Leaders at Sketty Primary School have supported staff well to address the shortcomings in teaching and the variability of practice across the school. Through joint observations and the use of a buddy system, teachers now have a shared understanding of what constitutes good teaching and have higher expectations of what pupils can achieve.
Sketty Primary School is in Swansea. There are currently 472 pupils on roll from 3 to 11 years old, taught in 15 classes. Of these, 54 attend part-time in the nursery.
Around 5% of pupils are eligible for free school meals. Many pupils are white British. A few pupils speak English as an additional language and no pupil speaks Welsh at home.
The school identifies around 8% of its pupils as having additional learning needs. A very few pupils have a statement of special educational needs. Very few pupils are looked after by the local authority.
Since 2012, the school has had three different substantive headteachers as well as brief periods when an acting headteacher was responsible for the school’s leadership. The school’s current headteacher took up the post in September 2017.
Strategy and action
Following the core inspection of 2015, the school needed to work strategically to address all recommendations. Leaders realised that the unsatisfactory judgement for teaching made this the key priority for improvement. In particular, leaders were acutely aware of the need to address issues of inconsistency in the quality of teaching across the school. These issues included ineffective planning in a minority of classes. This meant that in too many instances, pupils did not build on their prior learning effectively because they were receiving lessons that did not contain activities with the right level of challenge. There was also too much variability in the quality of feedback to pupils, which meant that they did not understand well enough how to improve their work. Processes for ensuring the accuracy of teachers’ assessments were not rigorous. Leaders set out a plan for improvement.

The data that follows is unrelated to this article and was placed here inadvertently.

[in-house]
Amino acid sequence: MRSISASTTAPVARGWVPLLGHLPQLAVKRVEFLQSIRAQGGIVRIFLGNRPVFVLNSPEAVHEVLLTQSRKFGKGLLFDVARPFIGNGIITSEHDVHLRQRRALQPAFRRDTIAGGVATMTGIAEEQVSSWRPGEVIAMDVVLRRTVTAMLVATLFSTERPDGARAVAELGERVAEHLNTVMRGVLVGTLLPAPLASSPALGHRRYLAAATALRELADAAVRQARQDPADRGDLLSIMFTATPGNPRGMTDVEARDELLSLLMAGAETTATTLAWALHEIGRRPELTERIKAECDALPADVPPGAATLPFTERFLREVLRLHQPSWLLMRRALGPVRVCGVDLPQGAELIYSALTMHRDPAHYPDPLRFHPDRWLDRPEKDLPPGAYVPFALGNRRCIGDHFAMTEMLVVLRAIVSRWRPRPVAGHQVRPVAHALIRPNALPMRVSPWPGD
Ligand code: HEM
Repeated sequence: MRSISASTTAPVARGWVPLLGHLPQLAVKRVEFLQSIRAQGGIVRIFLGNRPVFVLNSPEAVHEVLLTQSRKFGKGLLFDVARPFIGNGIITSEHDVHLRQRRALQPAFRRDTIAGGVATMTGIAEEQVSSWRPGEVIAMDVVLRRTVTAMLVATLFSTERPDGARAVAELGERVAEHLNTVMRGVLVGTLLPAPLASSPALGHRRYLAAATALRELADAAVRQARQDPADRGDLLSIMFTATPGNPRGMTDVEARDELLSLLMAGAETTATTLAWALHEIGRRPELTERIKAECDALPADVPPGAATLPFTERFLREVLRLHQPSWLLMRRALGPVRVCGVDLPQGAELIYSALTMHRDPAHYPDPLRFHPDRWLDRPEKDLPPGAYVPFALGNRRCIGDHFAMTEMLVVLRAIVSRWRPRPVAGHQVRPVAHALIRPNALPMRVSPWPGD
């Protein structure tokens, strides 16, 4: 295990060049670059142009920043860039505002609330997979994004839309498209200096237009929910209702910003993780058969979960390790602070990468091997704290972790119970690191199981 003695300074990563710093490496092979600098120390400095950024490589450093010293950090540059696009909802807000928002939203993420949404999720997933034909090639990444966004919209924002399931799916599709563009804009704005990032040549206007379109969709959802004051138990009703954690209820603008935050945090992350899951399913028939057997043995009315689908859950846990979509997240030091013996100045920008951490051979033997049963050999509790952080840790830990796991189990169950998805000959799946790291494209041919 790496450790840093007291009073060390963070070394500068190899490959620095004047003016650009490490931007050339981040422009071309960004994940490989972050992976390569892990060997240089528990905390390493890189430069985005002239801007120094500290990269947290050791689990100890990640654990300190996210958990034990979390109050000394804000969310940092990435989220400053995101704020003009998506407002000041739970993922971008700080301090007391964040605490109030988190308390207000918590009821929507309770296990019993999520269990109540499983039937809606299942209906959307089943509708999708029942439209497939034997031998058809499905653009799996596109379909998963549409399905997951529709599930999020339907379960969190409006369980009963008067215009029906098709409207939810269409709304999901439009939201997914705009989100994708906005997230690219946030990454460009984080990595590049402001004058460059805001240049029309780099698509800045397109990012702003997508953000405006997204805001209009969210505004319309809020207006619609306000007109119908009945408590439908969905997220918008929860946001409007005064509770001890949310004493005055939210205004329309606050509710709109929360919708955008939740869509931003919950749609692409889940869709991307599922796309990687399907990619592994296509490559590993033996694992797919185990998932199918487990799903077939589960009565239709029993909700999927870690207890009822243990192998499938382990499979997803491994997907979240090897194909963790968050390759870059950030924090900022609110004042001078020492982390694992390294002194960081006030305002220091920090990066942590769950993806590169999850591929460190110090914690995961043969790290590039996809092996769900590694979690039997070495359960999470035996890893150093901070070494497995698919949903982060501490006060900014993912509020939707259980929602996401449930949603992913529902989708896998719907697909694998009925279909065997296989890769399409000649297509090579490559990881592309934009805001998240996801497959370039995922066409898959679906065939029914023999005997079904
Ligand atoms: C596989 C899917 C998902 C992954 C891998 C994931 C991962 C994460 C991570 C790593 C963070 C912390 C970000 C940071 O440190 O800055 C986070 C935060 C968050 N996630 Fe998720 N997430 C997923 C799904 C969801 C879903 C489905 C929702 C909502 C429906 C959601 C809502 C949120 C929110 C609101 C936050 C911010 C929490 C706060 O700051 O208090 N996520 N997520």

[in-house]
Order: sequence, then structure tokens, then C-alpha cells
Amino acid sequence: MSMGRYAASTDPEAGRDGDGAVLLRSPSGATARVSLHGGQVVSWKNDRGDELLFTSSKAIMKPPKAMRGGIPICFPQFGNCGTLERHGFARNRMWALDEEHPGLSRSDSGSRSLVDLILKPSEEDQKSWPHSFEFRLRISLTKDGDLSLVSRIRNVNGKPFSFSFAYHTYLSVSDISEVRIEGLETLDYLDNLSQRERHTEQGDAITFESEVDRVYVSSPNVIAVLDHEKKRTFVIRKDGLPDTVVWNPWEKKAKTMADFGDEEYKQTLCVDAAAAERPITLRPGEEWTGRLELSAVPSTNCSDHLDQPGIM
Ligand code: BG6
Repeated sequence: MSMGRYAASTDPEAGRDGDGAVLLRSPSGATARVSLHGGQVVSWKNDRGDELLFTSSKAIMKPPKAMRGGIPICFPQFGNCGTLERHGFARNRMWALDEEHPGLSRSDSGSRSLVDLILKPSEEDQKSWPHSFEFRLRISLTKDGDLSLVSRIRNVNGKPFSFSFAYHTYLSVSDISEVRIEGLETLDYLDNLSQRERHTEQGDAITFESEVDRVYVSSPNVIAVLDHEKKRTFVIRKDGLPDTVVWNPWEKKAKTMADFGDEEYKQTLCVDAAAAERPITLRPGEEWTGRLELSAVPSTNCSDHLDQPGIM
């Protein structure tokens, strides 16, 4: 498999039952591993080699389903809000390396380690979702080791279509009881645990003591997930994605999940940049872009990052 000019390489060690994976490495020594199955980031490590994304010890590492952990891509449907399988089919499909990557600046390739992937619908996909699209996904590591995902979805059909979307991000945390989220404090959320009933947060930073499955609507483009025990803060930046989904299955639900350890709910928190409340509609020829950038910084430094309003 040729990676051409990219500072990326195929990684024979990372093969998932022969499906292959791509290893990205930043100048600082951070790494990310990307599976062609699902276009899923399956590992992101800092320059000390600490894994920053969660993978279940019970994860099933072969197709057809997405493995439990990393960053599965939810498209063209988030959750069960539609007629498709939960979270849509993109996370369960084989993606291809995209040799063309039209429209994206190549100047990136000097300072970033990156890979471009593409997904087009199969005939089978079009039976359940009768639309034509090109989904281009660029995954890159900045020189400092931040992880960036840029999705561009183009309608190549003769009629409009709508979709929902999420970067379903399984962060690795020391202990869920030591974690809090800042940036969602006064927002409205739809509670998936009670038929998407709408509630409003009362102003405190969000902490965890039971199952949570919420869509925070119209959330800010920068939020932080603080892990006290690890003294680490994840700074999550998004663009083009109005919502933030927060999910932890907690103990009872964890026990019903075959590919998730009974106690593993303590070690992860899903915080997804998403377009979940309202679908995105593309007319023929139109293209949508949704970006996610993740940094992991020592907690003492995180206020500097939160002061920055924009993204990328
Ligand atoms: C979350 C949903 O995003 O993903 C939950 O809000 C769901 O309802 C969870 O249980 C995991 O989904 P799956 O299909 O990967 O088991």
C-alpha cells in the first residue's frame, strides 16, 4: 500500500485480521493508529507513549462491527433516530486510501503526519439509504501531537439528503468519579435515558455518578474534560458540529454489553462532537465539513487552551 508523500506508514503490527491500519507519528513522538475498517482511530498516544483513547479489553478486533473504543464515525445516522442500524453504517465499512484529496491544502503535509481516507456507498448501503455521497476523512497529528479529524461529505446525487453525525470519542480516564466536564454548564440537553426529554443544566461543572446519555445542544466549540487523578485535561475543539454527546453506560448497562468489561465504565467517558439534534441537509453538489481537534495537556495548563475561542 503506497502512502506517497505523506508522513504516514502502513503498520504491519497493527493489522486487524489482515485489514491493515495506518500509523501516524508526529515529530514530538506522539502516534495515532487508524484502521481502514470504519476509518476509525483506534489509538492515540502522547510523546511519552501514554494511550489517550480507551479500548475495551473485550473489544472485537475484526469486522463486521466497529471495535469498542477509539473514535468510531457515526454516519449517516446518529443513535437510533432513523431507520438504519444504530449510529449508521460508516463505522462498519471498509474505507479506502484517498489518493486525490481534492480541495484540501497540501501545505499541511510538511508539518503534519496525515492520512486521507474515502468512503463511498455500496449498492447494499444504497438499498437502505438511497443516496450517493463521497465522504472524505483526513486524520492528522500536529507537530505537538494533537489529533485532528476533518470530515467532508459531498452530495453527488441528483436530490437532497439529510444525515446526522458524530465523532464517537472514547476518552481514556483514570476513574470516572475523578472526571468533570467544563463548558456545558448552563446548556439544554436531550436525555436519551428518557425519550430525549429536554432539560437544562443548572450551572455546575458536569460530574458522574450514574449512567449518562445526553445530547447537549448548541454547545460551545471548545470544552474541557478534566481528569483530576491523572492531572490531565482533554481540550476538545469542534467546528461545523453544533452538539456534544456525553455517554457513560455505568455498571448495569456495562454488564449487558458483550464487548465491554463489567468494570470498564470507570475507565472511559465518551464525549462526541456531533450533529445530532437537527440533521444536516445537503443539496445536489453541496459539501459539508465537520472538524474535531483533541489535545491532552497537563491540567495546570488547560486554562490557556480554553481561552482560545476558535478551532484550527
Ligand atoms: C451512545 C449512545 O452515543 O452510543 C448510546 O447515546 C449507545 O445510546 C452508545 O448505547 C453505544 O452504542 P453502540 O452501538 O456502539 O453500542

The school amended its staffing structure and redefined the responsibilities of leaders. It made sure that these roles supported the school in achieving its strategic aims, which at this stage were the inspection recommendations. For example, leaders became responsible for carrying out lesson observations, scrutinising pupils’ work and giving professional feedback to teachers under their direct line management.